Watson powers Australia to series win
Australia 232 for 1 (Watson 185*, Ponting 37*) beat Bangladesh 229 for 7 (Mushfiqur 81*, Johnson 3-54) by nine wickets
Scorecard and ball-by-ball details
Shane Watson knocked Bangladesh's bowlers senseless with a world record tally of sixes as the Australians galloped to a nine-wicket victory in the second limited overs match in Mirpur to seal the series.
The target of 230 had appeared a possible banana skin on a slow pitch offering some turn, but Watson made such light work of it, that his unbeaten185 from 96 balls now stands as the highest ODI score by an Australian, overtaking Matthew Hayden's 181 against New Zealand in 2007.
Xavier Marshall's 2008 mark for most sixes fell when Watson swung his 13th over the rope, the second six in as many balls off the bowling of Abdur Razzak. Watson added two more for good measure, and in all scored 79.74% of the total runs scored by Australia; Viv Richards, in his momentous 189 not out against England in 1984, had scored 69.48% of West Indies' 272 for 9.
Following Michael Clarke's century in game one, vice-captain Watson struck a mighty blow for the visitors' new leadership duo, accompanied most of the way by the unbeaten Ricky Ponting, although it came against a Bangladesh attack that was cowed into submission from virtually the first over of the chase.
Dropping Cameron White for Callum Ferguson as they sought a series-sealing victory, the Australians were in total command when Bangladesh slid to 88 for 5. But Rahim, allrounder Mahmudullah and left-arm spinner Suhrawadi Shuvo pushed the hosts to 229 for 7.
Shahriar Nafees had done his best to keep the first half of the innings from petering out entirely but he was not helped by the funereal approach of opener Imrul Kayes, who lingered 41 balls to gouge out five runs. Mitchell Johnson and Steve Smith shared five well-deserved wickets, while Brett Lee was short of luck during a spell that was damaged after he leaked 17 runs in his final over.
As if to stamp his intent on proceedings, Watson coshed 14 from the first over of the reply and made 27 before his partner, Brad Haddin, had even faced a ball. Together they added 62 before Haddin, having contributed eight, mistimed a catch to midwicket for his second low score of the series.
Ponting was largely happy to enjoy his front-row seat for the Watson exhibition, which will please his Rajasthan Royals captain Shane Warne as much as it did Clarke. The punishment was never greater than in the 22nd over, when Shuvo was deposited for four leg-side sixes, illustrating Watson's fearful power against supine opponents.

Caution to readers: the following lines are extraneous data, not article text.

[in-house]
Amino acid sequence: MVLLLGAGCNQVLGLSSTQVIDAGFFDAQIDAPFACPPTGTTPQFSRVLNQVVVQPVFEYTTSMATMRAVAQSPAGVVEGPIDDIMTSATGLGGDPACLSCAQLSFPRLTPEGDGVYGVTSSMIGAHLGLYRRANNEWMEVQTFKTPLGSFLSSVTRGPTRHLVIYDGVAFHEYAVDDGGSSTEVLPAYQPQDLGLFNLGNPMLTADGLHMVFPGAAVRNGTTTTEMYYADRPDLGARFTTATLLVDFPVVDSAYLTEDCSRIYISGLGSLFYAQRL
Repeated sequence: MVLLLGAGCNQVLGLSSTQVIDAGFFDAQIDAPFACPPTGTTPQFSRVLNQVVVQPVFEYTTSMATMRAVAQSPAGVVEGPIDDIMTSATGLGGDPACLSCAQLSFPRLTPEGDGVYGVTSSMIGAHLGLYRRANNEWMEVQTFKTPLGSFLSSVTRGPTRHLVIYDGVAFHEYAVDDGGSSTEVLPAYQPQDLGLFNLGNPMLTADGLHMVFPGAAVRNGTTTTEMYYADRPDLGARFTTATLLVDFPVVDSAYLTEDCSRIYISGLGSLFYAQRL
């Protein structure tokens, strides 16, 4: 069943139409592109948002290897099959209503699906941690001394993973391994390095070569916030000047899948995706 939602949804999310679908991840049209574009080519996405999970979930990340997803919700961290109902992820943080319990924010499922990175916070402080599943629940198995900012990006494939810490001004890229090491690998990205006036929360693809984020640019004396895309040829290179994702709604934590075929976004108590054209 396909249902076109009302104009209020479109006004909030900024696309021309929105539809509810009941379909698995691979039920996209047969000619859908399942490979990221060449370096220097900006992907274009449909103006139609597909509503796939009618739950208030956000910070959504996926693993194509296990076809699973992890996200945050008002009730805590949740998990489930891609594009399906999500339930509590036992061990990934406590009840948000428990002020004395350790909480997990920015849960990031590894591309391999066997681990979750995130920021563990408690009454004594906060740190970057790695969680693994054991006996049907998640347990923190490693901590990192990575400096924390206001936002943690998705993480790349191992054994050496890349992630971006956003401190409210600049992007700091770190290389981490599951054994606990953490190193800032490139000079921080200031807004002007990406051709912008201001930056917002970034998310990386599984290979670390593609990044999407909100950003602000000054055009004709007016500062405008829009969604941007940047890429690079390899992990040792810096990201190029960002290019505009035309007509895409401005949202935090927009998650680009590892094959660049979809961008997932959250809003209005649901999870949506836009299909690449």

Seeking parity at 1-1 after Shakib Al Hasan won the toss, Tamim Iqbal offered a flashy drive at Johnson in the second over and sliced to the left of the solitary slip where Shane Watson held an excellent catch. In the next over Lee and the rest of the Australians were convinced they had Imrul gloving a well-directed short ball behind, but a vociferous and sustained appeal went unheeded, decision reviews not being used during the series. Australia's disgust at not claiming the wicket would be alleviated across the next eight overs, as Imrul crawled to five from 41 balls, draining the innings of all momentum and then compounded his sin by swinging unwisely at Johnson to sky a leg-side catch.
The next man in, Raqibul Hasan, played down the wrong line at Hastings and was bowled for a duck, before Smith ripped a leg break between Shakib's bat and pad in his first over, leaving Shahriar to attempt to repair the damage. He had reached 56 when Smith flighted a leg break and was rewarded with the tamest of return catches, as the hosts slid to 88 for 5.
From this dire base developed a partnership between Mahmudullah and wicketkeeper Rahim, lifting Bangladesh into the realm of respectability with a combination of neat strokes and tidy running between the wickets. They were bracing for the batting Powerplay when Watson pinned Mahmudullah in front of middle stump, but Rahim, Shuvo and Shafiul Islam spirited away 59 runs from the final five overs to ensure a target that hinted at competitiveness.
The home side's only change was to withdraw Mashrafe Mortaza from the firing line, replaced by Rubel Hossain, after Mortaza was significantly down on his usual pace in the series opener. Given Watson's subsequent pyrotechnics, he may have been relieved to sit this one out.
Daniel Brettig is an assistant editor at ESPNcricinfo